Twelve Attributes of Quality in Undergraduate Education

The organizational culture must have

  • high expectations
  • respect for diverse talents and learning styles
  • an emphasis on the early years of study

A quality curriculum requires

  • coherence in learning
  • synthesis of experiences
  • ongoing practice of learned skills
  • integration of education and experience

Quality instruction incorporates

  • active learning
  • assessment and prompt feedback
  • collaboration
  • adequate time on task
  • out-of-class contact with faculty


  • Ewell, P. & Jones, D. (1996). Indicators of Good Practice in Undergraduate Education: A Handbook for Development and Implementation. Boulder, CO: National Center for Higher Education Management Systems.
IU Career Edge

Learn how IU educators and staff can embed career planning within courses, advising programs, and one on one interactions with students.  Visit for more information.  To preview Edge modules for Canvas, visit Edge Implementation Guide]

IU eTexts

IU eTexts are more than digital copies of traditional textbooks. They are tools that help reduce the cost of education, while enhancing student learning both in and outside the classroom.

Keep Teaching Guide
The UITS KeepTeaching Guide offers step-by-step information about keeping a class running during unforeseen circumstances, along with general principles for online teaching and strategies for meeting teaching goals.
Learning in Groups
  • Team-Based Learning (TBL)
    • This site distinguishes team-based learning from learning in groups. The single biggest problem with team-based learning is using ineffective assignments for teams. Check here to see videos that explain TBL, the difference between teams and groups, a description of the TBL process for this teaching strategy, and guidance for creating and evaluating student team-based assignments. The Team-Based Learning Collaborative offers an annual TBL Conference. You can sign up for the TBL Listserv to pose questions and learn about good practices.
    • IU Kokomo's Center for Teaching, Learning, and Assessment facilitates a once-a-semester meeting of the Team-Based Learning Special Interest Group for faculty who use TBL and faculty interested in finding out more about TBL.
Indiana University's Active Learning Initiative - The Mosaic Initiative supports innovative classroom design, research, and comprehensive support for all IU classrooms.  For more information, visit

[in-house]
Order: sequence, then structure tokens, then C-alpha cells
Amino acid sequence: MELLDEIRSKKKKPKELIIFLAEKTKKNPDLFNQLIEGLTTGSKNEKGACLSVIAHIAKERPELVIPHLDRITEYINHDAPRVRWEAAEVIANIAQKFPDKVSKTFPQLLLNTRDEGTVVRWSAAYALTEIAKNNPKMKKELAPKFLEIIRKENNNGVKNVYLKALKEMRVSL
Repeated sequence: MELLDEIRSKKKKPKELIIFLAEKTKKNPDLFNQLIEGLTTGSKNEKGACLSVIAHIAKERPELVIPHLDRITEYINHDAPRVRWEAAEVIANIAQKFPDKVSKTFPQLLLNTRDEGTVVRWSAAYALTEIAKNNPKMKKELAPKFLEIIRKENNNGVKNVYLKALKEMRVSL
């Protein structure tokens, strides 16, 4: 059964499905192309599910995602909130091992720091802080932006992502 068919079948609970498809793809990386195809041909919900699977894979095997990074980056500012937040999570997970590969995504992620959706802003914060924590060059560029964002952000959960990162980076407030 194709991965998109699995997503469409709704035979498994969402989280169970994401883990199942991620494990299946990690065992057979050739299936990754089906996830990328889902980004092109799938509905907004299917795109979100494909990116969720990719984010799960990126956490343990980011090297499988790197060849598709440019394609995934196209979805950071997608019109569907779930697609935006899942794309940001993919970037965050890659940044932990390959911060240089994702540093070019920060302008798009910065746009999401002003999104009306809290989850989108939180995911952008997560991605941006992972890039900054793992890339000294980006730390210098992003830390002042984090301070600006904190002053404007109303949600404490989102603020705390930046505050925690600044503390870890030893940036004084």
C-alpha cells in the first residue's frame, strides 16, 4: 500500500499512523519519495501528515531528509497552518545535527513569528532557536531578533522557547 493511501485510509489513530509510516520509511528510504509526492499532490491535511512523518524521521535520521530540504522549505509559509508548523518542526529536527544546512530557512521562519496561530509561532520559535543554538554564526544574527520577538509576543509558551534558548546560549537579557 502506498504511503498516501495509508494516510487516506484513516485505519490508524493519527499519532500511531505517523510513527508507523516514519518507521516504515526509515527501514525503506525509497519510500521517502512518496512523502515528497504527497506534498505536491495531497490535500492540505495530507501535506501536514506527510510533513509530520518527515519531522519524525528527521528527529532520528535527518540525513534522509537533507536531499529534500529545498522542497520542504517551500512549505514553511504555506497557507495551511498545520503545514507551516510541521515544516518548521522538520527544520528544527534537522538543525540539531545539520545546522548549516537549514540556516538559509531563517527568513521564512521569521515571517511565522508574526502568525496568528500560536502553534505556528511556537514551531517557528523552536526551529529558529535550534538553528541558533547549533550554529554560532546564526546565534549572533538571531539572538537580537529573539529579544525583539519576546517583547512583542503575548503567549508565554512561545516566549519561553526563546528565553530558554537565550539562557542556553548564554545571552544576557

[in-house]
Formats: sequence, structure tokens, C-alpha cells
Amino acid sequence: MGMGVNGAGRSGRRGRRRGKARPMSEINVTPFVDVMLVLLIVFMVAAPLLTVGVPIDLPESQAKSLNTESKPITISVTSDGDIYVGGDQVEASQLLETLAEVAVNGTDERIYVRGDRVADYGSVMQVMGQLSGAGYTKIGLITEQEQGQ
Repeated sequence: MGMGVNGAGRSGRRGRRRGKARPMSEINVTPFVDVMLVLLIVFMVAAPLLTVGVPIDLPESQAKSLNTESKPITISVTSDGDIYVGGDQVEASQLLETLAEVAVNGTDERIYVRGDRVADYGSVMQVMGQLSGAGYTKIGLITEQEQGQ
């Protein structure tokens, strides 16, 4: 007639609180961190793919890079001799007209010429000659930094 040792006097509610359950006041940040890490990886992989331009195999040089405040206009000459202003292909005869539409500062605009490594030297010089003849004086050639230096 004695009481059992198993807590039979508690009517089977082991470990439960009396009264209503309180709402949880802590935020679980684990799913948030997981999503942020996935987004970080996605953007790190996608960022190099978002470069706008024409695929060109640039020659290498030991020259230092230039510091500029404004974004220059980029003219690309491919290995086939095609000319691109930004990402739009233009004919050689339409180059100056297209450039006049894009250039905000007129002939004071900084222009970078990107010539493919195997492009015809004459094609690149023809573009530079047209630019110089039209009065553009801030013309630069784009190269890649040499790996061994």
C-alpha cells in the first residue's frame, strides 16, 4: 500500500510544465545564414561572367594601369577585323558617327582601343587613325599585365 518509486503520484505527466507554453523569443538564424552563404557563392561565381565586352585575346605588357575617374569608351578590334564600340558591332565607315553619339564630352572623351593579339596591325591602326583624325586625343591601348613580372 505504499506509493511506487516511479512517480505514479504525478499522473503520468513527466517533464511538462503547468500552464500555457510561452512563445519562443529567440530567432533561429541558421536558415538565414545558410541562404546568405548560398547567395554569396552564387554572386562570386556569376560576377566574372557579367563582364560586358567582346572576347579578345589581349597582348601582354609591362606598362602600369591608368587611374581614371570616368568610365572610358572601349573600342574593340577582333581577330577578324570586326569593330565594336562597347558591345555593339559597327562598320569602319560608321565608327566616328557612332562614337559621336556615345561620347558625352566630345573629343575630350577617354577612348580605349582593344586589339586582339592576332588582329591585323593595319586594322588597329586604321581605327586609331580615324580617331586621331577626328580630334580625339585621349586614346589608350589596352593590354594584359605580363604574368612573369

Online Learning Objects/Learning Materials
  • MERLOT - Multimedia Educational Resource for Learning and Online Teaching
    • MERLOT provides links and descriptions for higher education online materials that faculty and students can use by linking to the original source. Learning objects include simulations, multimedia presentations, tutorials, quizzes, case studies, lectures/presentations and reference materials. A portion of the resources are peer-reviewed. Search by subject, topic, or type of material. Membership is free.
  • Shodor 
    • Shodor Educational Foundation works to advance math and science education by using computational science, technology, and modeling. Search here for curriculum materials that are math and science related or interdisciplinary. The Shodor project is supported in part by the National Science Foundation.
  • Connexions 
    • is a repository of open educational resources that enables content to be shared, modified, and reviewed. Content as learning objects/modules are published under a Creative Commons license so others are given some rights for use and give attribution to the creator. Look here for learning modules (small units of educational material limited to one topic.) Learning objects can be used in online courses, hybrid courses, and supplementary resources for classroom courses.
  • Prolearn 
    • "Our mission is to bring together the most important research groups in the area of professional learning and training, as well as other key organisations and industrial partners, thus bridging the currently existing gap between research and education at universities and similar organisations and training and continuous education that is provided for and within companies."

Pressbooks ( is a tool that enables faculty and students to create and publish text in multiple formats. With IU Pressbooks, you can:

  • Compose and publish eTexts for IU classes in collaboration with IU Press
  • Deliver no-cost eTexts for IU classes (also called open educational resources, or OER)
  • Build and compile collections of student reports throughout a course